Letter 003

To Sarah Lipton

Sarah Lipton (later Sarah Satrin) was one of the Chicago relatives with whom Ayn Rand lived upon her arrival from Russia in 1926. This letter was published only in the Winter 2017–18 issue of The Objective Standard.

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November 27, 1932

Dear Mrs. Lipton:

I was very, very happy to hear from you. Please forgive me for delaying my answer for such a long time. I have lots to tell you.

I have written to Mrs. Stone [another Chicago relative] several times, but I did not get any answer. I do hope the family isn’t angry at me for something. I hope you don’t think I am terribly ungrateful. I have not forgotten all that the family has done for me—nor will I ever forget it. I also remember that I owe a big debt—and I think I’ll soon be able to begin to repay it. I think—and hope—that I’m going to get on my feet now.

I’ve had a pretty hard time. However, I shouldn’t complain, for I have had a job all through this depression. That newspaper article you sent me just about covers all the essential news about me—except that they didn’t get straight the story about how I met Cecil DeMille. They had that wrong. But I did work in the wardrobe at RKO—for over three years. It was not a bad job—not sewing (for I still can’t sew a stitch), but in the wardrobe office. I wasn’t getting very much money—but enough to carry on. The work was quite hard—nerve wracking—a lot of details, a lot of rushes, excitement, and—quite frequently—a lot of overtime. Besides, I had to keep house—try to cook, and wash dishes, and such—at night. But I simply could not give up writing. I came to America to write—and I had not forgotten that. That’s something I’ll never give up. But it was pretty much of a problem—I didn’t have very much time to write and when I did find an hour or two at night, I was so tired that I could hardly get any ideas, my head felt too heavy—and one can’t do one’s best work after hours and hours in a studio wardrobe (the messiest department of a studio). Sometimes, I got up at 5:30 or 6 a.m.—to write a few hours before going to work. All this time I’ve been working on a novel—a real big novel I want to write—about Russia. But I found that advancing as slowly as I did—it would have taken me too long to complete a novel. So—last spring—I wrote two scenarios. I want to try and sell them—and get enough money to live without working for a while—and finish the novel.

You know how hard it is to sell an original story—especially for an unknown writer—and especially since the talkies. I was lucky enough to get a very prominent firm of agents [Myron Selznick] interested in the stories. They liked them, agreed to handle them and—sold one of them—“Red Pawn.” It’s a story about Russia—and I always have the advantage of saying that I know the subject. All the studios here were interested in Russian stories, but have had trouble finding any, so that helped me. Universal bought the story for their star Tala Birell, and signed me on a two-months contract—to write the adaptation or treatment of the story. I did the treatment and also the continuity, that is, the final, shooting script. And I am happy to say that they are very pleased. Right now, they are looking for a director for my story, that is, they have not selected one, yet. As soon as they do, the story will go into production—and I do hope it won’t be long.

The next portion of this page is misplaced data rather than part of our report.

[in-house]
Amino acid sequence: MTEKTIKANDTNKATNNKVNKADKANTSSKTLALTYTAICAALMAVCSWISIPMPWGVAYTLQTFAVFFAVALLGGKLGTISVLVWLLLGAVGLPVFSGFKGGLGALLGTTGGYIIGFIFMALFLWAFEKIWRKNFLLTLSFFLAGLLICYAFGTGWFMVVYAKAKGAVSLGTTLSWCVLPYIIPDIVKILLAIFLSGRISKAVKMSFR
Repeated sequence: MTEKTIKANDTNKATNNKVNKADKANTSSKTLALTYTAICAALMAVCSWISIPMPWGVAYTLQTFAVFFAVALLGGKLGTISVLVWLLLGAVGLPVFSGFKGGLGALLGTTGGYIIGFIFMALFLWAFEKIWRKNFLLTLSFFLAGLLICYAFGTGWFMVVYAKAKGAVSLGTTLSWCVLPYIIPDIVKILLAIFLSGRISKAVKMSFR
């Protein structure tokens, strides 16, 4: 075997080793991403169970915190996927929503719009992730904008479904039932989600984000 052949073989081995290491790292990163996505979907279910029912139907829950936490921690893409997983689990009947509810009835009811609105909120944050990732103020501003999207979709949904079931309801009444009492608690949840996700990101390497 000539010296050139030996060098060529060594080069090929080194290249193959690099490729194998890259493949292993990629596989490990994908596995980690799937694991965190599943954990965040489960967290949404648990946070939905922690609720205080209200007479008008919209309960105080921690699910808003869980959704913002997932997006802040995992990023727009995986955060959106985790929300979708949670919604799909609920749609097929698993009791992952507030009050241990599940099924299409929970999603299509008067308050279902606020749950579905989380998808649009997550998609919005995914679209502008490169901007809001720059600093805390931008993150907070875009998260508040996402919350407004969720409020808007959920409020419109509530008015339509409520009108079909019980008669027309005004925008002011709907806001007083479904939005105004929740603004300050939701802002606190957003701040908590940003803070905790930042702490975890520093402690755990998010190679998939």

My contract expired, but they liked my work so well, evidently, that they kept me on and gave me another assignment. I have to do the continuity or screen play for a story of theirs, called “Black Pearls.” It is a picture of the South Seas. Several writers have tried to adapt it, but the studio was not satisfied. It’s quite a difficult story to adapt. Now, I’ve got it. I had quite a few headaches over it, but I think I’ve solved the difficulty. At least, I outlined my idea to the supervisor and he liked it very much. So now I’m writing the script and I hope they’ll like it.

I have not signed another contract, yet—am waiting to see what they’ll do about my “Red Pawn.” If it goes over—I’ll, probably, get a good contract. As a beginner, I’m not getting very much money at present, but it’s more than in the wardrobe and it was worth taking to get a start.

Of course, I don’t have to tell you how thrilled and happy I am over it all. I was beginning to think that all my friends will lose all faith in me. It has taken me quite a long time. But I hope that the most difficult part of the struggle is over, now. Such is my “professional” life. As to my home life—I am still as happy as ever—even happier if such a thing is possible. Frank is simply wonderful. I wish you could meet him. I do hope I’ll see you before many more years pass. If I ever get established as a real writer—I’ll take a trip back east. And how about yourself? Do you ever contemplate another visit to California?

By the way, if you’re curious about Frank, you can see him in a picture called “Three on a Match.” He has just the tiniest bit in it—but it’s a good, long closeup of him. It’s along towards the beginning of the picture, there are a series of news flashes there and you’ll see the closeup of a man listening in on a radio—with old-fashioned ear-phones on, or whatever you call them, you know, a radio apparatus that you put on your ears to listen in. Well, that’s Frank. If you happen to see the picture, take a look at my husband. . . .

I am waiting for a nice long letter from you with all the news about the family. How is everybody? How are the children? They must be all grown up now.

I’ll close this long letter, before you get tired of reading my terrible handwriting.

Please give my love to Mr. and Mrs. Stone, Mr. Lipton, Bee and everybody in the family. And please give me Mrs. Stone’s address, I would like to write to her.

I thank you very, very much for still remembering me—and I hope to hear from you soon.

Lots of love—